New research shows that Google’s search engine is determining the outcomes of elections around the world
September 6, 2015 12:00 AM
By Robert Epstein
We all love Google. Let’s get that out of the way. How can you dislike a company that has such a cool name and that gives away everything for free?
On the other hand, as my wary uncle used to say, there’s no such thing as a free lunch. Those apparently free services — Wallet, Drive, Maps, the search engine and so on — are just clever devices the company uses to collect information about us, which it then sells to advertisers. Nearly 100 percent of Google’s revenue comes from advertising. Google Inc. is really just another big advertising company, but with a new and fundamentally deceptive business model.
Research I have conducted in recent years with Ronald E. Robertson, just published in the Proceedings of the National Academy of Sciences, has uncovered a particularly troubling side of Google’s operations. Randomized, controlled experiments we have conducted with more than 4,500 people in two countries show that Google’s search results are determining the winners of close elections around the world.
When one candidate is ranked higher in search rankings, our research shows that this causes undecided voters to shift their votes toward that candidate. Why? Because, like rats in a Skinner box, we have all been conditioned to trust Google search rankings — specifically, to believe two things: 1) Google search results are awesome, true and infallible, and 2) the higher something is ranked, the better it is.
That’s why 50 percent of all clicks go to the top two search results and why more than 90 percent of clicks go to that precious first page of results. Extensive research on consumer behavior has shown how powerful this trust has become, which is why companies are now spending billions of dollars each year trying to trick Google’s search engine into pushing their products up another notch or two in the rankings.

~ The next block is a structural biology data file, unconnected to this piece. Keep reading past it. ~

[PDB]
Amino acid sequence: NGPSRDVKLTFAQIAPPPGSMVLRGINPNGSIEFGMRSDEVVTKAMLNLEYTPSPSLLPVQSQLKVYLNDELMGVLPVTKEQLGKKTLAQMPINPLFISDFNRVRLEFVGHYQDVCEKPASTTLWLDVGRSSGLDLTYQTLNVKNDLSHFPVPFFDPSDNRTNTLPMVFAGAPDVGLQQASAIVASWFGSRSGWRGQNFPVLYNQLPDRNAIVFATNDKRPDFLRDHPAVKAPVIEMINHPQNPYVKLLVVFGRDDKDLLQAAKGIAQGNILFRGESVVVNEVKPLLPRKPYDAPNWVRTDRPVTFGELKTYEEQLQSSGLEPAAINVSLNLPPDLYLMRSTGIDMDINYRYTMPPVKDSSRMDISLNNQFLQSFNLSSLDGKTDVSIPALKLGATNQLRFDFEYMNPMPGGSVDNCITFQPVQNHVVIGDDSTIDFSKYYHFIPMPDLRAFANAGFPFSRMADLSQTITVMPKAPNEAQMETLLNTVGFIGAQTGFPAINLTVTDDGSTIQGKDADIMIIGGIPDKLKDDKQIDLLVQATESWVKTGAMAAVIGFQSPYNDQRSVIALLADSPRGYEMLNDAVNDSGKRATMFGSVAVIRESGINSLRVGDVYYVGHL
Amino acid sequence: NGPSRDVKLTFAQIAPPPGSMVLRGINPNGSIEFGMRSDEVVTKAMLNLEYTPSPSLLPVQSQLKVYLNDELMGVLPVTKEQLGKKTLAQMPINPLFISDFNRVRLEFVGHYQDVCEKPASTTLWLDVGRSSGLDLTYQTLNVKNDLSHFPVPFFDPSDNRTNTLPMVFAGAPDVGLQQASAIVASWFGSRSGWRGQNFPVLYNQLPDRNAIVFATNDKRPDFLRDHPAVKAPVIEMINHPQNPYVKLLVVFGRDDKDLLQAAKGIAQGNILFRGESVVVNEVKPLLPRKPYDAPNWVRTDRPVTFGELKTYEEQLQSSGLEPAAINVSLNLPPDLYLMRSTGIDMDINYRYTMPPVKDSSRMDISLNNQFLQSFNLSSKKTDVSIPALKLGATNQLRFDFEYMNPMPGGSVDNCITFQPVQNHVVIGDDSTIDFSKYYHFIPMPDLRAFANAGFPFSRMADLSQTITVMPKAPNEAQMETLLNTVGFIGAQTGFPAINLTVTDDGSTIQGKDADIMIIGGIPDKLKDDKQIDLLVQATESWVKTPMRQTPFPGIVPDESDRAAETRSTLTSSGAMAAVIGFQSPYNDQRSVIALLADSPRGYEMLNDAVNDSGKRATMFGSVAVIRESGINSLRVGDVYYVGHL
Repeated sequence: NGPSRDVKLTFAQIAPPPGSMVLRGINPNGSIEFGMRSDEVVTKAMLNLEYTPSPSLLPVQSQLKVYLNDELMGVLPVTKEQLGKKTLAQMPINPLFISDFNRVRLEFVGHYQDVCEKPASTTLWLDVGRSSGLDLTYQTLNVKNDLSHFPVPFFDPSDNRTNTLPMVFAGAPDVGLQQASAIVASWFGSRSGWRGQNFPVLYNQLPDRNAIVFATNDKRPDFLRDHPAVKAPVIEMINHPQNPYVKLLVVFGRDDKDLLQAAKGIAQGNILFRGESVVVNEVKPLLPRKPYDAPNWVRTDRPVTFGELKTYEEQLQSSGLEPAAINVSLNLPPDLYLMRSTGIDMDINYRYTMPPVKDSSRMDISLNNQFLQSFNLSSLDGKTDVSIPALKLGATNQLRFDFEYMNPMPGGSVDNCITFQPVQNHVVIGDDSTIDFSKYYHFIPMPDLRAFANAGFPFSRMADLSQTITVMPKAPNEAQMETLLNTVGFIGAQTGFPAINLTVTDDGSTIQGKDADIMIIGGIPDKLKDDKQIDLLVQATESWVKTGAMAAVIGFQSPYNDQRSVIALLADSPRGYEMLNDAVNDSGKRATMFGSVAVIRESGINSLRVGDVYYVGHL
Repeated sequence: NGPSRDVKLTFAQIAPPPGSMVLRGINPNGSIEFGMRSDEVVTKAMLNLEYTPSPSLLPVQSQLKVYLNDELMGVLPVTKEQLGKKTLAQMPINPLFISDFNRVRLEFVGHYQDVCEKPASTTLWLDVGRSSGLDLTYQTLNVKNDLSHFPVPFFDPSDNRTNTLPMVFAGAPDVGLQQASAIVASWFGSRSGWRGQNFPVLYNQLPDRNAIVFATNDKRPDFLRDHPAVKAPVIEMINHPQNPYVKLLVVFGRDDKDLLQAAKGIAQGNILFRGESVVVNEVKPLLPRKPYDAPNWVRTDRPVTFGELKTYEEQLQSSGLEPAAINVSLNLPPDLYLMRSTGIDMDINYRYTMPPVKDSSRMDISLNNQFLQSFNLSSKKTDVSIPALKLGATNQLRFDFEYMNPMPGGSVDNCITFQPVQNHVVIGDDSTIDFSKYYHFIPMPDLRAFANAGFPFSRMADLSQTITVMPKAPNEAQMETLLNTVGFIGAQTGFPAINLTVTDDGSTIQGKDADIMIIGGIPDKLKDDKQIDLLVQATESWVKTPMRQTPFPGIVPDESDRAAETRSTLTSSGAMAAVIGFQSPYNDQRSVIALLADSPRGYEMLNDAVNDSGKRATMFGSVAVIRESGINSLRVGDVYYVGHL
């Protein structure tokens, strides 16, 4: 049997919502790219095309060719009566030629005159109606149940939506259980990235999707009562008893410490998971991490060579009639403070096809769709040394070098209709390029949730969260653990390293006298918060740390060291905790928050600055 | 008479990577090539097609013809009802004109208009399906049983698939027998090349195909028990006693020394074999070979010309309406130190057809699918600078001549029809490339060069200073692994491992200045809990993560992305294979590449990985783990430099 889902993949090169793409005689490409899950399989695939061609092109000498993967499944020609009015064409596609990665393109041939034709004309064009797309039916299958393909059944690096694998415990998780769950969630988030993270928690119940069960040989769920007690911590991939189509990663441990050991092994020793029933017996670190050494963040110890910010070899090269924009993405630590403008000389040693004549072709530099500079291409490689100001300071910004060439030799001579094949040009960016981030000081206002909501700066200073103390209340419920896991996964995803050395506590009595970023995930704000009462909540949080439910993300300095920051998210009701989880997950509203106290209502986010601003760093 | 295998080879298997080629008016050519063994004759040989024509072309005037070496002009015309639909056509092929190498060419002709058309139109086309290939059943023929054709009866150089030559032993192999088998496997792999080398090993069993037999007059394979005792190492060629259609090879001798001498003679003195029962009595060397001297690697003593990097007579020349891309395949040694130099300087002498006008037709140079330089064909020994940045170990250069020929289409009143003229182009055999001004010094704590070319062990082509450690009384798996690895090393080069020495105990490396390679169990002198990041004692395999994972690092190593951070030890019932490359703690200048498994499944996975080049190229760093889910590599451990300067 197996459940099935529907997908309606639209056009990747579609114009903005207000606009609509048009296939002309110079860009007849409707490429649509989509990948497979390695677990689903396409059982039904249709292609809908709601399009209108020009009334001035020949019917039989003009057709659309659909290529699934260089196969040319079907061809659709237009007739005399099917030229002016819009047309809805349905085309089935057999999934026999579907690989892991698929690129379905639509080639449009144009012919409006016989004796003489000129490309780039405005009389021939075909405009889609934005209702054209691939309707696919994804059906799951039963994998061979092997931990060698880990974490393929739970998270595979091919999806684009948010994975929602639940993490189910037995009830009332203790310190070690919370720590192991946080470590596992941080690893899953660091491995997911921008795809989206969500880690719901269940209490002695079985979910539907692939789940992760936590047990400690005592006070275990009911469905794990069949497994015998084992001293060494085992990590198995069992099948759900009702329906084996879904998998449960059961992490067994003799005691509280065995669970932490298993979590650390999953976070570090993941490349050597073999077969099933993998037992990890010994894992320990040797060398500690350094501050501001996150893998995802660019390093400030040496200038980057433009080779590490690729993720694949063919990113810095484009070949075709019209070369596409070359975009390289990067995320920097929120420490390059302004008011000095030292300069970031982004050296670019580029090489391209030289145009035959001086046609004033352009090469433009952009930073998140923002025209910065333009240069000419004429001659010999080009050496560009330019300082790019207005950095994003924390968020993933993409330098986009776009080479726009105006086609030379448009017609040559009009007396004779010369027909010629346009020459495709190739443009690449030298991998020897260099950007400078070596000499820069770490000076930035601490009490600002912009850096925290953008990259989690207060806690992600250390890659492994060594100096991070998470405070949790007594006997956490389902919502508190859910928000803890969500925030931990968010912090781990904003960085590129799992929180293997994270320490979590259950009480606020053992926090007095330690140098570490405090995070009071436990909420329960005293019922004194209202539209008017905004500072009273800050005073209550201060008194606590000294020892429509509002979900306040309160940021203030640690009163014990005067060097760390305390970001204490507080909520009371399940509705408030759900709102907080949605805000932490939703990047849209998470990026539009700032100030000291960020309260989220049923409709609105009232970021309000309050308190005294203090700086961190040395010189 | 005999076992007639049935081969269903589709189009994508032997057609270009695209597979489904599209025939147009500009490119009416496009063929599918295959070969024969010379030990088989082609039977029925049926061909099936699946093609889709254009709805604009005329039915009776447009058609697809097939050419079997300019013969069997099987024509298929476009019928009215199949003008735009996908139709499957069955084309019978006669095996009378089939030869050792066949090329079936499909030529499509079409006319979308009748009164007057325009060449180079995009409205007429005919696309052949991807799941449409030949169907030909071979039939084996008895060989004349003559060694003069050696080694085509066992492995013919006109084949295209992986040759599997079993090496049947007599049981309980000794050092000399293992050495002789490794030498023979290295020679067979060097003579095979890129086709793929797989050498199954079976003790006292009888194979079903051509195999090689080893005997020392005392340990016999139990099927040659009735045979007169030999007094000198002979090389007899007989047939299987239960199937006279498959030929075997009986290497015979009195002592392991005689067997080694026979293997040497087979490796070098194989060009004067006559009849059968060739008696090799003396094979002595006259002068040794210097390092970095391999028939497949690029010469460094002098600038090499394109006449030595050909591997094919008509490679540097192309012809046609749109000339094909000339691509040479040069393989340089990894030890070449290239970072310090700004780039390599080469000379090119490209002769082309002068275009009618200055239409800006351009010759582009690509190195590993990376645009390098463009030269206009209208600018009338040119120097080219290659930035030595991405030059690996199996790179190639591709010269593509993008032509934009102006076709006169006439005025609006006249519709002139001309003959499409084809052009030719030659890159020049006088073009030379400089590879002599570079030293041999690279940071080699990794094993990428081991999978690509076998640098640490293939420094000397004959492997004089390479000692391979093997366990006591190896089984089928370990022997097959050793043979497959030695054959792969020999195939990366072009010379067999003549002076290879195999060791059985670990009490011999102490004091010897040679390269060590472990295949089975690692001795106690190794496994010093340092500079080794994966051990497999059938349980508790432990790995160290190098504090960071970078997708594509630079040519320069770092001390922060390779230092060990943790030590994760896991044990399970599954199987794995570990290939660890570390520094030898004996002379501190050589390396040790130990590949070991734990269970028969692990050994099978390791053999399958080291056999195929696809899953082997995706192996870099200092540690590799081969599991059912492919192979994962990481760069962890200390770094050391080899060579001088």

This trickery is called Search Engine Optimization, or SEO, and candidates are all over it, too. It involves salting Internet postings on websites and social media with key words and phrases in key places to drive them toward the top of Google search results. So, for instance, if the Jeb Bush campaign out-optimizes the Donald Trump campaign on the subject of immigration, someone searching for Mr. Trump’s position on immigration would find the first page of results littered with Mr. Bush’s criticisms of Mr. Trump’s immigration policies instead of Mr. Trump’s explanation of his views.
Fair enough. SEO is competitive, just as are competing campaign billboards and TV ads. The problem is that for all practical purposes there is only one search engine. More than 75 percent of online searches in the United States are conducted on Google, and in most other countries the figure runs around 90 percent. That means that, if Google’s CEO, a rogue employee or simply Google’s algorithm favor one candidate over another, there is no way to counteract that influence. It would be as if Fox News were the only TV channel in the country.
Unfortunately, the enormous public trust in Google search results, applied to election-related material, can have a devastating effect on voting. Our experiments show that shifting the rankings of results can easily increase the proportion of people who support one candidate by 20 percent or more — up to 80 percent in some demographic groups — a phenomenon we call the Search Engine Manipulation Effect, or SEME.